Room temperature spin-ice physics in cadmium cyanide

11 Apr 2019  ·  Coates Chloe S., Baise Mia, Simonov Arkadiy, Makepeace Joshua W., Seel Andrew G., Smith Ronald I., Playford Helen Y., Keen David A., Siegel Renée, Schmutzler Adrian, Senker Jürgen, Slater Ben, Goodwin Andrew L. ·

Spin-ices are frustrated magnets that support a particularly rich variety of emergent physics. Typically, it is the interplay of magnetic dipole interactions, spin anisotropy, and geometric frustration on the pyrochlore lattice that drives spin-ice formation... The relevant physics occurs at temperatures commensurate with the magnetic interaction strength, which for most systems is 1--5\,K. This low energy scale poses severe challenges for experimental studies of spin-ices and the practical exploitation of their unusual properties. Here, we show that non-magnetic cadmium cyanide (Cd(CN)$_2$) exhibits analogous behaviour to magnetic spin-ices, but does so on a temperature scale that is nearly two orders of magnitude greater. The electric dipole moments of cyanide ions in Cd(CN)$_2$ assume the role of magnetic pseudospins, with the difference in energy scale reflecting the increased strength of electric \emph{vs} magnetic dipolar interactions. As a result, spin-ice physics influences the structural behaviour of Cd(CN)$_2$ even at room temperature. read more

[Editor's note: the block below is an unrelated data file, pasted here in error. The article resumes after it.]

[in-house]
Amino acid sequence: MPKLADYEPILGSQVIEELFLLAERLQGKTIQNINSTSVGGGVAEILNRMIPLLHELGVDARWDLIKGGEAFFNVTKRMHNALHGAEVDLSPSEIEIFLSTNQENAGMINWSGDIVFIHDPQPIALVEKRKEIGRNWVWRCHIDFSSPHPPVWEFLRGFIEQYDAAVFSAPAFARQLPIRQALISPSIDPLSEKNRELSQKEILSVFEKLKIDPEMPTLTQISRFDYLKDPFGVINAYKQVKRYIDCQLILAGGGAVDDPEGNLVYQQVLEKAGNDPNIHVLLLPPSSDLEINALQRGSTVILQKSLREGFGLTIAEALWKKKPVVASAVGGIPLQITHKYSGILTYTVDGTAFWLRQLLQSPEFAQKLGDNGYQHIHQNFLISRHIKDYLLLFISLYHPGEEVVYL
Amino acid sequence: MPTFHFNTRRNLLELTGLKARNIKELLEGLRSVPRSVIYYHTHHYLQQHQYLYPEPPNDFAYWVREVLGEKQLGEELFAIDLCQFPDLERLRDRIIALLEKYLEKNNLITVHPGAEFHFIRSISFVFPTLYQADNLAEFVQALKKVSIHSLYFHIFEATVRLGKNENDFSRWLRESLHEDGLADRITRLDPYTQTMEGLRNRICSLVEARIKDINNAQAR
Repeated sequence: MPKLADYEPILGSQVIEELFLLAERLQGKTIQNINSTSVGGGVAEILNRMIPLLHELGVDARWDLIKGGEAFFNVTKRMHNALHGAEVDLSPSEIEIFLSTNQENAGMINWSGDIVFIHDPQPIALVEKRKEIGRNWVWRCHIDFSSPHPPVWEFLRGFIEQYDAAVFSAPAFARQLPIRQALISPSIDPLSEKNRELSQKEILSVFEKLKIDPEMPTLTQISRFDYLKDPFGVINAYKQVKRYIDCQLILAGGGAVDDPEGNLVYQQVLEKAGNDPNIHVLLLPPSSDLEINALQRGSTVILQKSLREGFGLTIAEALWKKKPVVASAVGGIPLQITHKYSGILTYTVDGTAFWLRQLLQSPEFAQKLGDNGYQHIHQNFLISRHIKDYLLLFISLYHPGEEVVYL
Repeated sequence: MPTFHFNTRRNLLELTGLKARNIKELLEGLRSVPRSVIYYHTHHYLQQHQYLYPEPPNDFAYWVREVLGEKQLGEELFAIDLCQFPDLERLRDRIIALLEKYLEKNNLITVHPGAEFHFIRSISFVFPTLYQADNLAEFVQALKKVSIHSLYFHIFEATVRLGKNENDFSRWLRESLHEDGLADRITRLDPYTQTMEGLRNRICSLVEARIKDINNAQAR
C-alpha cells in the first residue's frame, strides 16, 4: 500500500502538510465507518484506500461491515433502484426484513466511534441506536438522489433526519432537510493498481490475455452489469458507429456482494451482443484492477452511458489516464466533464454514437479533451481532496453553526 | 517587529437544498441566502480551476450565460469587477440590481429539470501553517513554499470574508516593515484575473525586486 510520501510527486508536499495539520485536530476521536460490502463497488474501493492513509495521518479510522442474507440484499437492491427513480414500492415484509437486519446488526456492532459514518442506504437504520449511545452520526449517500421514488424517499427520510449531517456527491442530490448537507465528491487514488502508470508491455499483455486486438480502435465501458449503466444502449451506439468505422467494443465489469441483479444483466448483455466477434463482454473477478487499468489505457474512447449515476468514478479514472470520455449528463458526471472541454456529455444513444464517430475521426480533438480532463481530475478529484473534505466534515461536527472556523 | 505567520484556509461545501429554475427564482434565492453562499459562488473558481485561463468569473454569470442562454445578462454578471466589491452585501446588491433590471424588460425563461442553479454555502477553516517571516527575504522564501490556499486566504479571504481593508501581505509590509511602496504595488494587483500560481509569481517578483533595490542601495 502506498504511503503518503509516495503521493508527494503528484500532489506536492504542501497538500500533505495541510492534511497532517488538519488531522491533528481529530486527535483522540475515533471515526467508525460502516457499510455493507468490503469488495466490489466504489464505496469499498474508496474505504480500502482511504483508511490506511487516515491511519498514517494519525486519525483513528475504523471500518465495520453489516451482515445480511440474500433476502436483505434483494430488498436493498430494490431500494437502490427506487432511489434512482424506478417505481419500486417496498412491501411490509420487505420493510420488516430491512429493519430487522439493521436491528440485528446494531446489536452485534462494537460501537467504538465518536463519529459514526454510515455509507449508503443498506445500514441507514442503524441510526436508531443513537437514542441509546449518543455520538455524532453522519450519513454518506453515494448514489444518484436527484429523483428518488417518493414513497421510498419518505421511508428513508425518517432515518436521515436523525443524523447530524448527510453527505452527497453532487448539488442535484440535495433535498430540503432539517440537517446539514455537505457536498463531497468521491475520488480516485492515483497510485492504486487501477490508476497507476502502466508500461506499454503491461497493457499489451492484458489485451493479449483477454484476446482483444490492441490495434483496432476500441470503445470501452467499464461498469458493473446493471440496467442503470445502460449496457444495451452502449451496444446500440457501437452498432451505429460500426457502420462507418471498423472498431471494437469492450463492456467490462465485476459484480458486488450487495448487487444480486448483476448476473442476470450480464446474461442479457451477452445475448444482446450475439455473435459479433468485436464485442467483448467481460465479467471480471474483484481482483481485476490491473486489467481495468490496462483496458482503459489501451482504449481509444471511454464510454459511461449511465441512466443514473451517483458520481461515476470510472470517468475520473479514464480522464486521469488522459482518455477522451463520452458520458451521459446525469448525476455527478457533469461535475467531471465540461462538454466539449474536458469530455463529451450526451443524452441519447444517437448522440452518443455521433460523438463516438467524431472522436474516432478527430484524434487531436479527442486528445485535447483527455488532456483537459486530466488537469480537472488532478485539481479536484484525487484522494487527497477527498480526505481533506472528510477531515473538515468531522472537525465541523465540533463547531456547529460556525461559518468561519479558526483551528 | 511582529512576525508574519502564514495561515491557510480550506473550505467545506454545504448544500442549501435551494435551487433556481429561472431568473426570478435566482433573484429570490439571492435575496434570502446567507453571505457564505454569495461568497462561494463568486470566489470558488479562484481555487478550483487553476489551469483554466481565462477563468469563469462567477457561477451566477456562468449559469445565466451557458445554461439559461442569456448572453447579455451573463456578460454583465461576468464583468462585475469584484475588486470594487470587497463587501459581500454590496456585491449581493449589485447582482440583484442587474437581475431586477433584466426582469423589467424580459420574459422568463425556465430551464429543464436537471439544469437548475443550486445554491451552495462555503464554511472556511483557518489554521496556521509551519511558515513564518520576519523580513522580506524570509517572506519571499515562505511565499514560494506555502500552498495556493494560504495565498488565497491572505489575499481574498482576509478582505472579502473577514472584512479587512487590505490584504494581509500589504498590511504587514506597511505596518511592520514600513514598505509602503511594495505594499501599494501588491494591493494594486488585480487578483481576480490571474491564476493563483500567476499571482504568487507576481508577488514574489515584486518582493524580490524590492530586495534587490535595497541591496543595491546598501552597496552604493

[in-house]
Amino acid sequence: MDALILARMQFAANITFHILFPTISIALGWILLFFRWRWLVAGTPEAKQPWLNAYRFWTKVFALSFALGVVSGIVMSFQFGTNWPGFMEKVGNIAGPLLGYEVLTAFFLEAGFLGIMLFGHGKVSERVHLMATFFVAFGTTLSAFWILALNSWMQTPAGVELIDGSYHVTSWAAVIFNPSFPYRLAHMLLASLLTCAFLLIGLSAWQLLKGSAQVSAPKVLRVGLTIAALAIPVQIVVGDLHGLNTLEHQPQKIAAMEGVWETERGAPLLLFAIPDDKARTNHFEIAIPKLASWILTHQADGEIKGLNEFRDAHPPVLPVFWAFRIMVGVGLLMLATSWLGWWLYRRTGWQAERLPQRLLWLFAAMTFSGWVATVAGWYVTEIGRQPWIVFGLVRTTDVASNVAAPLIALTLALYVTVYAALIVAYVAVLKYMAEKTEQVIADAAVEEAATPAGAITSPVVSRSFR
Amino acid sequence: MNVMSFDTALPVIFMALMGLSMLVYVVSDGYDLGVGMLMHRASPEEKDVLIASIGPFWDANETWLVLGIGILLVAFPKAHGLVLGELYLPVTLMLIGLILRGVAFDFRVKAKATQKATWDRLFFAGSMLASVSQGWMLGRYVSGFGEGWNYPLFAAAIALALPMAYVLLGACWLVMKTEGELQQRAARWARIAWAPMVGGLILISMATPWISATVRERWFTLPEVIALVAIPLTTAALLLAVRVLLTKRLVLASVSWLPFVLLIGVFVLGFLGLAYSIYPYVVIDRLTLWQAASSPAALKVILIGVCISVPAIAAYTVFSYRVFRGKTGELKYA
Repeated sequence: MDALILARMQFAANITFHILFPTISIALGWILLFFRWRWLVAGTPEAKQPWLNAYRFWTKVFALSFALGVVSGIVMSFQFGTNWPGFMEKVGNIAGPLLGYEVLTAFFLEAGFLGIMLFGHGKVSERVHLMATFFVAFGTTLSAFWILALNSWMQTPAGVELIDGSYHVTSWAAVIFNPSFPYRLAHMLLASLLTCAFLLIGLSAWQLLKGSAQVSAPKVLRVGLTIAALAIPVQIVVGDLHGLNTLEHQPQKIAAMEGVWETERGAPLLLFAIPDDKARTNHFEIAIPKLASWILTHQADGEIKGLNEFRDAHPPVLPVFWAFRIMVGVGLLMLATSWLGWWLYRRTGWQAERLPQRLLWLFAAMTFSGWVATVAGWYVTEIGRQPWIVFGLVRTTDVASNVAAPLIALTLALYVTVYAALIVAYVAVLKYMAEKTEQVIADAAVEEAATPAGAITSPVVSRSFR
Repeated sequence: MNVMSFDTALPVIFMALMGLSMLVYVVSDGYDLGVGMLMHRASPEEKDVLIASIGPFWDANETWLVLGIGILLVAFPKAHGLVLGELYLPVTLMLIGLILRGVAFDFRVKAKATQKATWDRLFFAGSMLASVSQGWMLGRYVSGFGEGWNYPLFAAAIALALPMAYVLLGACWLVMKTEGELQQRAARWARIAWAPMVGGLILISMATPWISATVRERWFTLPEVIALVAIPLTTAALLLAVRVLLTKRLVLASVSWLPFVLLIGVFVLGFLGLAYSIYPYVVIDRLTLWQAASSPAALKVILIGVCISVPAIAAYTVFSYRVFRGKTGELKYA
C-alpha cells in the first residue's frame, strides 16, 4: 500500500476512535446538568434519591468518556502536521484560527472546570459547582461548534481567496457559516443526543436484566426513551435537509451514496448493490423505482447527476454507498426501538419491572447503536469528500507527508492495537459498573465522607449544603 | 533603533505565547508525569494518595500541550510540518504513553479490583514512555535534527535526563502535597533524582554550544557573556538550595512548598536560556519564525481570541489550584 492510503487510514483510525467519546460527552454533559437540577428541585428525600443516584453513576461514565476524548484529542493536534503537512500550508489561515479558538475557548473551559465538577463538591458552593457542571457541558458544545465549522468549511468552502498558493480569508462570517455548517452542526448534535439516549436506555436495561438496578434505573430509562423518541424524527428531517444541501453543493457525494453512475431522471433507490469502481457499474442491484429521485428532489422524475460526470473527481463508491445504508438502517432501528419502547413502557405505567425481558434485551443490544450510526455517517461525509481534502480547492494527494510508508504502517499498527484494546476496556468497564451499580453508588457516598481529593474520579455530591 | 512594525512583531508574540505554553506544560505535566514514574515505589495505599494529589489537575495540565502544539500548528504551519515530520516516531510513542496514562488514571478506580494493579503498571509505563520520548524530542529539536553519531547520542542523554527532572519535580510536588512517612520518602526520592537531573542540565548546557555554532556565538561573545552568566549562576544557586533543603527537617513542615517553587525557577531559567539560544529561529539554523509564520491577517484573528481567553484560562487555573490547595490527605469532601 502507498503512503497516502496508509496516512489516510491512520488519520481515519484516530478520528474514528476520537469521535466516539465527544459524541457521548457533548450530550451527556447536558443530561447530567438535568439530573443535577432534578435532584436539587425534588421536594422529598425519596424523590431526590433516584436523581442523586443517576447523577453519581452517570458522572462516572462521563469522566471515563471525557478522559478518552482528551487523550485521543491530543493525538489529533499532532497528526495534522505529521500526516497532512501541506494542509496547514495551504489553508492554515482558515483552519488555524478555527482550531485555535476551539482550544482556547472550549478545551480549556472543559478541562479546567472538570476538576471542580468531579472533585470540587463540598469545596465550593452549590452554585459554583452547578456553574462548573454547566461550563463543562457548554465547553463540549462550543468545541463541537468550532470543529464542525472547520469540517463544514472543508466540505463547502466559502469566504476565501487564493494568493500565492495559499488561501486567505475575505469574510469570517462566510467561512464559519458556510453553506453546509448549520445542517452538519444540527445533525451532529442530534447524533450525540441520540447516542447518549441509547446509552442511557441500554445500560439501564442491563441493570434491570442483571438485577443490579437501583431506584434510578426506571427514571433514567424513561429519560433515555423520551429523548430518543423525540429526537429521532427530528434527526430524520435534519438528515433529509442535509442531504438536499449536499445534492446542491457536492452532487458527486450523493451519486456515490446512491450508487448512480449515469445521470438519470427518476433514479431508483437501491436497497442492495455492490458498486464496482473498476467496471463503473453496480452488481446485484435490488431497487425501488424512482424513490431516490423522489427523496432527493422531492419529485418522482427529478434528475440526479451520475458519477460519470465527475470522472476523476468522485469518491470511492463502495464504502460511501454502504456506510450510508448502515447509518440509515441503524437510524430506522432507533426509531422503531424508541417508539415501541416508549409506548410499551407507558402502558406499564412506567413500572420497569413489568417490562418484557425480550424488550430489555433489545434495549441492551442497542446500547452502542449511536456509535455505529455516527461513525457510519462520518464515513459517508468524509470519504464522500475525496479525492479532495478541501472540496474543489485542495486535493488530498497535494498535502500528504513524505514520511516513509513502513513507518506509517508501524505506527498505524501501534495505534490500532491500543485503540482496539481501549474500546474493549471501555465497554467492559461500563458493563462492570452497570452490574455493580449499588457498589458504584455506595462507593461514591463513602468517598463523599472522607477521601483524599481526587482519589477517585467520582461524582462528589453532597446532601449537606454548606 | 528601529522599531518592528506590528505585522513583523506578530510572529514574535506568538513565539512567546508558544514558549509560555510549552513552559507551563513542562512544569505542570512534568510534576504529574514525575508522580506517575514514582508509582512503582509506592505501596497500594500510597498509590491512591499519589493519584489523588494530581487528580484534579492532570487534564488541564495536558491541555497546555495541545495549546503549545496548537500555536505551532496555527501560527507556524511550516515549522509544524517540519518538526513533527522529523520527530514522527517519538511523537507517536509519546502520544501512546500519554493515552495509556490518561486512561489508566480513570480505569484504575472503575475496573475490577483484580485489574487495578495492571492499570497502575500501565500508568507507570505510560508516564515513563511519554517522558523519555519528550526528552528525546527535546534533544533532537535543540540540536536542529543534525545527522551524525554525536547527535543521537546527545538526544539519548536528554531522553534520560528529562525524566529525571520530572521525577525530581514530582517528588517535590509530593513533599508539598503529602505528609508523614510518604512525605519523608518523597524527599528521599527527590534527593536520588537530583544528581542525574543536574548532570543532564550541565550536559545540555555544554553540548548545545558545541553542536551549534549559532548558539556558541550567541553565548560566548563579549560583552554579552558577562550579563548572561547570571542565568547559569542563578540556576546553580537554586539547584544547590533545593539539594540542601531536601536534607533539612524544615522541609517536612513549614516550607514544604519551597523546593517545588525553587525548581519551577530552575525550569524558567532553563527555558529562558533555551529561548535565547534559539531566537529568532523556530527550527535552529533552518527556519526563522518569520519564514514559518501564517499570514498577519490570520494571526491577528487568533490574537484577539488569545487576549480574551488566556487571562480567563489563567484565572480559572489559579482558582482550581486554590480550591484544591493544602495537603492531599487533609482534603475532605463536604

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Materials Science Disordered Systems and Neural Networks Strongly Correlated Electrons